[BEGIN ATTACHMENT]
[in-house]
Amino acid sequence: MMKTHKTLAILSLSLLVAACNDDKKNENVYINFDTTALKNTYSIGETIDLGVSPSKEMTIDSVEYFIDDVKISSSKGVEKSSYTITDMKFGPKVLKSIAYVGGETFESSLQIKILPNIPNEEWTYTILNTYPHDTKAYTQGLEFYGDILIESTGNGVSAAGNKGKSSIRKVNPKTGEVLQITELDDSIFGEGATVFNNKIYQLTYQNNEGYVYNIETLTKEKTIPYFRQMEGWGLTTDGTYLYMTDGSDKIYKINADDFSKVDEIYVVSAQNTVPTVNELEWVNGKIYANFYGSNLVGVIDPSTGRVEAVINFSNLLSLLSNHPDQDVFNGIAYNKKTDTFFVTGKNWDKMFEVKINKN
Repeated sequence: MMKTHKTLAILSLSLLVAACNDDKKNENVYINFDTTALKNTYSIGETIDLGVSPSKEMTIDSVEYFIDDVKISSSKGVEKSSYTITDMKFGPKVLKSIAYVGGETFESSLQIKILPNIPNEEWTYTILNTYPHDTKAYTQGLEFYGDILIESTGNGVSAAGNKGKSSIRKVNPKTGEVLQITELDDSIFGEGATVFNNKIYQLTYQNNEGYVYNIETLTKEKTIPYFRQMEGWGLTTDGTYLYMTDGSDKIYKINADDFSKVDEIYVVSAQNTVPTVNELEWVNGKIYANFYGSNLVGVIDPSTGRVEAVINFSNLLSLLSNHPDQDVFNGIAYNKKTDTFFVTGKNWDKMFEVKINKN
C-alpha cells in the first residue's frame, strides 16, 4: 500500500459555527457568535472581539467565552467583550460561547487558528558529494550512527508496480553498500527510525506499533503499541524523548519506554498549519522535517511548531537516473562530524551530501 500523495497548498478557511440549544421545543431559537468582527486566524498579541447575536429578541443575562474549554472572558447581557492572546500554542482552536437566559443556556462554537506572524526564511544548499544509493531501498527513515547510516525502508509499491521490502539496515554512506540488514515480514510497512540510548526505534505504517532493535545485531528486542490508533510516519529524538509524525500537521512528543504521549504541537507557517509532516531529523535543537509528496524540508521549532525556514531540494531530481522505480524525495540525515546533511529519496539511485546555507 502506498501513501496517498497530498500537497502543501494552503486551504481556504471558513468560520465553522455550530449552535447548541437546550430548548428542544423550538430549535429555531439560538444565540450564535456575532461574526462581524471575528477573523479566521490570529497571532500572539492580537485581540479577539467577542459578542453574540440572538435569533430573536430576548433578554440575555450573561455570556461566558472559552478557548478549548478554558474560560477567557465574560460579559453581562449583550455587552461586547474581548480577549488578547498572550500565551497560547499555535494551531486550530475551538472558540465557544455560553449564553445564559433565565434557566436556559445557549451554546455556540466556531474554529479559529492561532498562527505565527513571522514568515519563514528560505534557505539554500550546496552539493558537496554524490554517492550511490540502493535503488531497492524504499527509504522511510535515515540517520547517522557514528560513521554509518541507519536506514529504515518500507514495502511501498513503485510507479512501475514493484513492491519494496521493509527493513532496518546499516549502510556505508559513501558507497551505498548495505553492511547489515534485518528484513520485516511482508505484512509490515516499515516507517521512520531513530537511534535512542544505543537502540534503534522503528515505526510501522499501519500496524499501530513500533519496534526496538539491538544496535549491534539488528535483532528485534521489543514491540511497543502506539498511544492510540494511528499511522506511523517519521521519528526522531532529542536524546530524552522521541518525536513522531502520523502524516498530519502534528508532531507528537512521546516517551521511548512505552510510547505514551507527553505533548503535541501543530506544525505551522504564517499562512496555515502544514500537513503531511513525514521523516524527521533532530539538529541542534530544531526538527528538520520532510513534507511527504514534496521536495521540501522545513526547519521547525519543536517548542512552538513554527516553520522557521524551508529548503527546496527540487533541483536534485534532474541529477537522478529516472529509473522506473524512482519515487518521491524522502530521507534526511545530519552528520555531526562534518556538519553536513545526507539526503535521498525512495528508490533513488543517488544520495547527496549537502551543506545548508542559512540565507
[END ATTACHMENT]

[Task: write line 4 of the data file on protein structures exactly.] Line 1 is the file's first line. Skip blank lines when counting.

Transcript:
C-alpha cells in the first residue's frame, strides 16, 4: 500500500459555527457568535472581539467565552467583550460561547487558528558529494550512527508496480553498500527510525506499533503499541524523548519506554498549519522535517511548531537516473562530524551530501 500523495497548498478557511440549544421545543431559537468582527486566524498579541447575536429578541443575562474549554472572558447581557492572546500554542482552536437566559443556556462554537506572524526564511544548499544509493531501498527513515547510516525502508509499491521490502539496515554512506540488514515480514510497512540510548526505534505504517532493535545485531528486542490508533510516519529524538509524525500537521512528543504521549504541537507557517509532516531529523535543537509528496524540508521549532525556514531540494531530481522505480524525495540525515546533511529519496539511485546555507 502506498501513501496517498497530498500537497502543501494552503486551504481556504471558513468560520465553522455550530449552535447548541437546550430548548428542544423550538430549535429555531439560538444565540450564535456575532461574526462581524471575528477573523479566521490570529497571532500572539492580537485581540479577539467577542459578542453574540440572538435569533430573536430576548433578554440575555450573561455570556461566558472559552478557548478549548478554558474560560477567557465574560460579559453581562449583550455587552461586547474581548480577549488578547498572550500565551497560547499555535494551531486550530475551538472558540465557544455560553449564553445564559433565565434557566436556559445557549451554546455556540466556531474554529479559529492561532498562527505565527513571522514568515519563514528560505534557505539554500550546496552539493558537496554524490554517492550511490540502493535503488531497492524504499527509504522511510535515515540517520547517522557514528560513521554509518541507519536506514529504515518500507514495502511501498513503485510507479512501475514493484513492491519494496521493509527493513532496518546499516549502510556505508559513501558507497551505498548495505553492511547489515534485518528484513520485516511482508505484512509490515516499515516507517521512520531513530537511534535512542544505543537502540534503534522503528515505526510501522499501519500496524499501530513500533519496534526496538539491538544496535549491534539488528535483532528485534521489543514491540511497543502506539498511544492510540494511528499511522506511523517519521521519528526522531532529542536524546530524552522521541518525536513522531502520523502524516498530519502534528508532531507528537512521546516517551521511548512505552510510547505514551507527553505533548503535541501543530506544525505551522504564517499562512496555515502544514500537513503531511513525514521523516524527521533532530539538529541542534530544531526538527528538520520532510513534507511527504514534496521536495521540501522545513526547519521547525519543536517548542512552538513554527516553520522557521524551508529548503527546496527540487533541483536534485534532474541529477537522478529516472529509473522506473524512482519515487518521491524522502530521507534526511545530519552528520555531526562534518556538519553536513545526507539526503535521498525512495528508490533513488543517488544520495547527496549537502551543506545548508542559512540565507